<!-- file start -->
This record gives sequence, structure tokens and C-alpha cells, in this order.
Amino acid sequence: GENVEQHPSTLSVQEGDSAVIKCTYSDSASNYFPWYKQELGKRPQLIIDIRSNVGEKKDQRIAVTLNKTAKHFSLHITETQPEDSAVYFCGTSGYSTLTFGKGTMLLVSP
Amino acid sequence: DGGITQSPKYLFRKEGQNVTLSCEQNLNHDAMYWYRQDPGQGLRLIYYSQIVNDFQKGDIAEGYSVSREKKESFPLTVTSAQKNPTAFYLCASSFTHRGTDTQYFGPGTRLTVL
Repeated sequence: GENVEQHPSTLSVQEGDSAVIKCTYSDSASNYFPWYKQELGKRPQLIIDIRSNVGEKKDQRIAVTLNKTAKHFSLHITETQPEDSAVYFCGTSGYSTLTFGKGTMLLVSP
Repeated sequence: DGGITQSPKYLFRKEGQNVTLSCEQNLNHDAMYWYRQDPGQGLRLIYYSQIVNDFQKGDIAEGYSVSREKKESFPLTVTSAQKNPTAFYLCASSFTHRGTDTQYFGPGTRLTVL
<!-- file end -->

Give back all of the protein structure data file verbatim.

This record gives sequence, structure tokens and C-alpha cells, in this order.
Amino acid sequence: GENVEQHPSTLSVQEGDSAVIKCTYSDSASNYFPWYKQELGKRPQLIIDIRSNVGEKKDQRIAVTLNKTAKHFSLHITETQPEDSAVYFCGTSGYSTLTFGKGTMLLVSP
Amino acid sequence: DGGITQSPKYLFRKEGQNVTLSCEQNLNHDAMYWYRQDPGQGLRLIYYSQIVNDFQKGDIAEGYSVSREKKESFPLTVTSAQKNPTAFYLCASSFTHRGTDTQYFGPGTRLTVL
Repeated sequence: GENVEQHPSTLSVQEGDSAVIKCTYSDSASNYFPWYKQELGKRPQLIIDIRSNVGEKKDQRIAVTLNKTAKHFSLHITETQPEDSAVYFCGTSGYSTLTFGKGTMLLVSP
Repeated sequence: DGGITQSPKYLFRKEGQNVTLSCEQNLNHDAMYWYRQDPGQGLRLIYYSQIVNDFQKGDIAEGYSVSREKKESFPLTVTSAQKNPTAFYLCASSFTHRGTDTQYFGPGTRLTVL